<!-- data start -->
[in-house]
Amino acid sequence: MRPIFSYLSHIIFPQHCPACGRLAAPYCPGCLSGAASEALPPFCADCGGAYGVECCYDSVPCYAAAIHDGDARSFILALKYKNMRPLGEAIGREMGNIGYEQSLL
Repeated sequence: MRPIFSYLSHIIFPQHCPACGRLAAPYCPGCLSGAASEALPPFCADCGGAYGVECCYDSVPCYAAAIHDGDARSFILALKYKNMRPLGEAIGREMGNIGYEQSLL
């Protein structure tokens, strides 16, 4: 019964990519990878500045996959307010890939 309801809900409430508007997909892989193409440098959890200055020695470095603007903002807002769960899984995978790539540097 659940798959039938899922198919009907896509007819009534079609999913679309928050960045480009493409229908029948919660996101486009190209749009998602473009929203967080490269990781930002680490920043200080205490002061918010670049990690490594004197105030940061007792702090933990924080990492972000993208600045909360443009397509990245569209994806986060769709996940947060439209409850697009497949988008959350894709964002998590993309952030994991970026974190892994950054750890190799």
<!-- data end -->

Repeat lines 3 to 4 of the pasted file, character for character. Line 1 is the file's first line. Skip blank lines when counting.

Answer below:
Repeated sequence: MRPIFSYLSHIIFPQHCPACGRLAAPYCPGCLSGAASEALPPFCADCGGAYGVECCYDSVPCYAAAIHDGDARSFILALKYKNMRPLGEAIGREMGNIGYEQSLL
């Protein structure tokens, strides 16, 4: 019964990519990878500045996959307010890939 309801809900409430508007997909892989193409440098959890200055020695470095603007903002807002769960899984995978790539540097 659940798959039938899922198919009907896509007819009534079609999913679309928050960045480009493409229908029948919660996101486009190209749009998602473009929203967080490269990781930002680490920043200080205490002061918010670049990690490594004197105030940061007792702090933990924080990492972000993208600045909360443009397509990245569209994806986060769709996940947060439209409850697009497949988008959350894709964002998590993309952030994991970026974190892994950054750890190799």